Buy This, Not That: Clear Skies Ahead for Airline Stocks?

|May 8, 2024
Airplane taking off from the airport.

Back in 2020… airports were ghost towns. The airline industry was on its knees.

Now… travel record after record has been broken.

Does that mean airline stocks are set for clear skies ahead?

That’s what I’m looking at in this week’s Buy This, Not That episode.

I put six of the biggest airline companies to the test.

When we look at the numbers… which are BUYS, and which are NOT?

It’s in the latest episode of Buy This, Not That… your exclusive guide to the stocks that are worthy of your money – NOW.

Click on the thumbnail below to watch.


Hey, everybody. Shah Gilani here with your weekly BTNT, as in Buy This, Not That. Going to cover the major airline stocks today. The airline companies, some of them been doing well, the stocks. Some of them have been doing well. Others, not so much.

I don’t know about you guys, but everywhere I have been – and I’ve been a lot of places last couple of years since post COVID – travel has been crazy.

Every airport I see is expanding.

Finally, LaGuardia looks like it’s out of the third world and JFK the same. As far as New York airports go, they were the worst, pretty sad. But every other airport, even small municipal airports that I’ve been to, they’re expanding. Why?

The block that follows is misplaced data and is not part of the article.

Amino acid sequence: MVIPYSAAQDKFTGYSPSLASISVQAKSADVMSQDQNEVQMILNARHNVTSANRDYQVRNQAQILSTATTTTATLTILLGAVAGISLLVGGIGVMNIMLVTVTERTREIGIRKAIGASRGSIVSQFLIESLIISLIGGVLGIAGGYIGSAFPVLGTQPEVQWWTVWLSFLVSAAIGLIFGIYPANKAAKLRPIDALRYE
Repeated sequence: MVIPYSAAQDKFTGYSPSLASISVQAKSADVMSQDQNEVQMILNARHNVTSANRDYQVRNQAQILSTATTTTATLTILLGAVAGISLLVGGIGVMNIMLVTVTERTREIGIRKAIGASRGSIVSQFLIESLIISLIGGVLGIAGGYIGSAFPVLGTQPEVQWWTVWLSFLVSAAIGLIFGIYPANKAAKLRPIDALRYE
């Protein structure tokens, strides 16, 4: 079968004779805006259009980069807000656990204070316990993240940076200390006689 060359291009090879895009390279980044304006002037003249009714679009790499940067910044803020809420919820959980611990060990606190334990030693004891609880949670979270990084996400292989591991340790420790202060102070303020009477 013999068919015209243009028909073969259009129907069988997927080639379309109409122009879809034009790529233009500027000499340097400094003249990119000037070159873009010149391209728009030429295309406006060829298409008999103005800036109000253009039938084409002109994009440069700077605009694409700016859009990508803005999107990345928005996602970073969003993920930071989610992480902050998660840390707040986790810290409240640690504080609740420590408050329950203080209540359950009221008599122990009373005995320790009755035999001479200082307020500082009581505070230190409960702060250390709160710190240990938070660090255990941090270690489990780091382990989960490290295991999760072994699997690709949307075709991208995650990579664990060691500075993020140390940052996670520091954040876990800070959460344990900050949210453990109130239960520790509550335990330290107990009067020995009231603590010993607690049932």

Because traffic is insane. People are out there traveling. So the airline stocks have done well, some of them, but the picture isn’t the same for everyone.

So off the top, we’re going to go to Delta.

Symbol is DAL. So Delta Airlines has had a huge run up. Now, back on October 27, 2023, so not that long ago, a bunch of these stocks hit their lows for reasons because of rising rates for the most part. Gas prices were rising, so their fuel costs were rising.

So they were getting beaten up even though there were still the lots of miles passenger miles were at being racked up, but their costs were increasing. And they had some concessions that they had to make to pilots and to staff. So, as far as wages, they were rising. So stocks got hit.

And back on 10/27, Delta saw a low of $30.65.